Friday, 25 December 2015

My First WWOOFing Experience (Nagano, Japan)

HEY, I'VE MOVED OVER TO: --- see you there ;)

My very first WWOOFing experience was freaking awesome. And since it's so freaking awesome and this is one of my longer posts, I will, for the first time on this blog, put in sub-headings.

What's WWOOF?
For those who don't know about WWOOF, it is basically a work-travel program where you work on organic farms (most of the time) in exchange for food and accommodation. Transport costs not included. For me, I heard of WWOOF a few years back and always wanted to do it in Southeast Asia. However, as you might have read in my previous posts, I was scheduled to be in Tokyo, Japan for an internship. That's why I decided to add WWOOFing in Japan into my travel plans. I also wanted somewhere nearer to Tokyo as I didn't have much money to spare to spend on transport. #poorcollegestudent

I spent 15 days (so not enough) in Nagano, Japan with probably the best WWOOFing host ever. They are a young family of five and have been hosting WWOOFers for more than 10 years I believe. Anyone who's on the WWOOF Japan website would have probably came across their profile at least once and be very impressed; they have nothing but good reviews from other WWOOFers. In fact, they are so popular that they are actually too full to host me next May lol.

Near my WWOOF accommodation, there was an onsen (hot spring) and I would go there after a long work day sometimes. I remember being so nervous the first time HAHAHA cos I have never been naked in front of so many people. But that nervousness disappeared after 10 minutes cos I realised everyone was naked, she has what you have, and everybody's just minding their own business lol.

My farm was also like 2 hours away from Kamikouchi, a famous hiking area in Nagano. IT'S SUPER PRETTY. Will definitely go there again if I get to WWOOF at the same place.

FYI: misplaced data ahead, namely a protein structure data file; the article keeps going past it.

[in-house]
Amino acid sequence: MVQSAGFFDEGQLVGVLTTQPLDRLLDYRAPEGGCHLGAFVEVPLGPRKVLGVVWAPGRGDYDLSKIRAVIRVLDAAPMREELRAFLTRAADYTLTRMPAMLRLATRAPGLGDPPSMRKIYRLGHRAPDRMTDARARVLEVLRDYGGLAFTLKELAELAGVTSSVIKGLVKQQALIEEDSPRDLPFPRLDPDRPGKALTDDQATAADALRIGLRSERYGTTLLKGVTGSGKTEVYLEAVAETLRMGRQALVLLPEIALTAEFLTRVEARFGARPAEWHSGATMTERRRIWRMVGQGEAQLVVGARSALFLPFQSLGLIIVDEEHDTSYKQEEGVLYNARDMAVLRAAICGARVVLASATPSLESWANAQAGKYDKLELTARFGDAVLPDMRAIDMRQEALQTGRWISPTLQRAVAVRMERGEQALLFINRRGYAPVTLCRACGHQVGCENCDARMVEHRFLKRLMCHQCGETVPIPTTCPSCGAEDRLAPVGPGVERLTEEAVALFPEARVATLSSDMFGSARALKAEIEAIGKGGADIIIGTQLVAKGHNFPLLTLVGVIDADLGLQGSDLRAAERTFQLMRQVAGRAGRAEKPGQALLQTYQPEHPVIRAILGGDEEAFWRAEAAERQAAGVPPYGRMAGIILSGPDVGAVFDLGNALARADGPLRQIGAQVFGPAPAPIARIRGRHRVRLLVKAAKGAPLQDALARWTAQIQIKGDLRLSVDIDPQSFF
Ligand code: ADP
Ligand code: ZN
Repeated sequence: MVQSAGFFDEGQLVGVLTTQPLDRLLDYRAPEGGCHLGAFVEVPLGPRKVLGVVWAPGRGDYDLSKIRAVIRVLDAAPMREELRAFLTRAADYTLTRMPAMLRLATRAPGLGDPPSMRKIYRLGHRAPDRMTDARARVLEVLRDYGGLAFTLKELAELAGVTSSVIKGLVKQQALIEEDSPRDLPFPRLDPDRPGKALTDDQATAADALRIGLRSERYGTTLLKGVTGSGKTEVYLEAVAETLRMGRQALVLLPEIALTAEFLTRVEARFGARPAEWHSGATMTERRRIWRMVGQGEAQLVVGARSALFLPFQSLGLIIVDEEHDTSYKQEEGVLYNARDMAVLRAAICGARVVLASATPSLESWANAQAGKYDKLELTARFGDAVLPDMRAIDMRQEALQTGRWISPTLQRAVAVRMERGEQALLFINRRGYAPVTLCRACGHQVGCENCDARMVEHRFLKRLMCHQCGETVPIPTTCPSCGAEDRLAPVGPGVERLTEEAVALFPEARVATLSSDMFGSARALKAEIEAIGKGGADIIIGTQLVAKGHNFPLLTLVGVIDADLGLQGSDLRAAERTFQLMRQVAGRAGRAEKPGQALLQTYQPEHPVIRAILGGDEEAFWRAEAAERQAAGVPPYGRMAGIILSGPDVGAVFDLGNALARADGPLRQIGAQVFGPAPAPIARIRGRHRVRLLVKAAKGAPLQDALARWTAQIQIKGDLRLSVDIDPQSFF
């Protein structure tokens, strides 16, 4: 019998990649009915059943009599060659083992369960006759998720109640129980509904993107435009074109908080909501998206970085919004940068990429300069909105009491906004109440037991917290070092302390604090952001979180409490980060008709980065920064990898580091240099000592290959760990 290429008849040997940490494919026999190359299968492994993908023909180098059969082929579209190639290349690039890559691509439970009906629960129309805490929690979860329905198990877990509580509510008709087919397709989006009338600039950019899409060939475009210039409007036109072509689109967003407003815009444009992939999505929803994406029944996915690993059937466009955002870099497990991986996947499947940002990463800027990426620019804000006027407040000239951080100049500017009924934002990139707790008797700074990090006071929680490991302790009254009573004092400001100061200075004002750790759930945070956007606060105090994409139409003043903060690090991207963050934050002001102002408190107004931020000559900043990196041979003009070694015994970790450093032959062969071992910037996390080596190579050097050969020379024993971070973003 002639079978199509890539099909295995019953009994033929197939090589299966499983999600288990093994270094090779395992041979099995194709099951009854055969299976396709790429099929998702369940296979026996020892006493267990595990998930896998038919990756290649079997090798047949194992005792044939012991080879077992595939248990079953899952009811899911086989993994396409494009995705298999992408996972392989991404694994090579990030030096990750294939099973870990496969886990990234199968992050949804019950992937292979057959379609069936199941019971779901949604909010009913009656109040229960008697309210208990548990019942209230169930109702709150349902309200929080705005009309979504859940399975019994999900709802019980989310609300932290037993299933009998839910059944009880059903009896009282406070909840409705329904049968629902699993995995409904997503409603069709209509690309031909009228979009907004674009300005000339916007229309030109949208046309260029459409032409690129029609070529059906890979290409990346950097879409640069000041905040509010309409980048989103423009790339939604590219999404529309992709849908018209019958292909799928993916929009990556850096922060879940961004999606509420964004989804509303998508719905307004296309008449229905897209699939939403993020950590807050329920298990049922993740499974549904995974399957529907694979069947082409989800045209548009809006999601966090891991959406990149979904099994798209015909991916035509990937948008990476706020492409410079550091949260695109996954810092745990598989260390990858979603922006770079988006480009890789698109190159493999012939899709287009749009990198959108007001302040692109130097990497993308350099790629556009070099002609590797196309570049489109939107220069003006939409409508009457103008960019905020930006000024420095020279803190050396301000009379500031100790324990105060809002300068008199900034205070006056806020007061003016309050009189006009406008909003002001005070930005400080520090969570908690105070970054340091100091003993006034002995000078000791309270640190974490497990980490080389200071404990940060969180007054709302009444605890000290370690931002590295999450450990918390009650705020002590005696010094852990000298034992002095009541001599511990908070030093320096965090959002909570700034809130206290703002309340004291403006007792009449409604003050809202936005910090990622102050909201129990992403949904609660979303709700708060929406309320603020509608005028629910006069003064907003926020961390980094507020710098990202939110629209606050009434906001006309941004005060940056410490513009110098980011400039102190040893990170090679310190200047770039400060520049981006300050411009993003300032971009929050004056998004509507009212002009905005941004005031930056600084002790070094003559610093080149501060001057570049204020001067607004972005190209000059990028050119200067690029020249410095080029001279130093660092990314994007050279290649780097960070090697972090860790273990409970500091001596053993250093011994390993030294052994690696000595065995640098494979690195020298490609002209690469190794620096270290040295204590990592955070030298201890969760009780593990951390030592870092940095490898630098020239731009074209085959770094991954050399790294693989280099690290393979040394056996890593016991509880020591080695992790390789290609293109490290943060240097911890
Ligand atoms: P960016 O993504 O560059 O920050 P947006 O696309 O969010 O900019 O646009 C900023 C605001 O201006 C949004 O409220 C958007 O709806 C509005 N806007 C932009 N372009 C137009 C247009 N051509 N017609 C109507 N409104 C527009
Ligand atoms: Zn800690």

At the very very beautiful Kamikouchi
Eating vending machine food after a good hour of onsen

The Actual WWOOFing
Now I'll just briefly talk about the tasks that I had to do while I was WWOOFing. Do note that the tasks assigned varies with each host and the season when you visit. I visited my WWOOF host family in the second half of September, which means it was fall in Japan. I clearly knew what were some of the tasks available for me to do as my WWOOF host clearly listed them according to seasons on their profile. But not all WWOOF hosts do this, so it might be good to clarify such details with them if you're not a fan of surprises. Anyway, here's a list of what I did:
- Weeding,
- Harvesting apples, pears, tomatoes and chestnuts,
- Packing rice husks into bags,
- Packing fruits into boxes,
- Cleaning carrot field,
- Cleaning work-shed

More tasks that some male WWOOFers were assigned to:
- Fixing the chicken house roof,
- Chopping up firewood

With my fellow WWOOFers at the pear fields

Taking a short break from apple-harvesting

For my WWOOF host, they also had a house rule where everyone has to help with housekeeping every morning after breakfast. They also have a fixed rule on working hours - 6 hours every day except for Sunday (day off). In times of bad weather, the host may suggest to take a day off and split the six hours and be added to your other working days.

On a typical day, we would work for 2 hours, take a 20-minute break, work another 2 hours and have lunch at 12. Lunch break usually lasts for about 1h - 1.5h and sometimes I get to sneak in a short nap haha. After lunch break, we'd work for 2 hours more and so work ends at 3 - 3.30pm everyday. After that, it's totally free-and-easy. Work can be quite tiring, especially for weeding (painful thorns alert) and tomatoes and chestnuts-picking (which involves a lot of bending down) but very calming. My mind has never felt so clear and liberated. There's literally nothing to worry about in that foreign land. There's also something infinitely calming about concentrating on a laborious task. Nothing was bogging me down.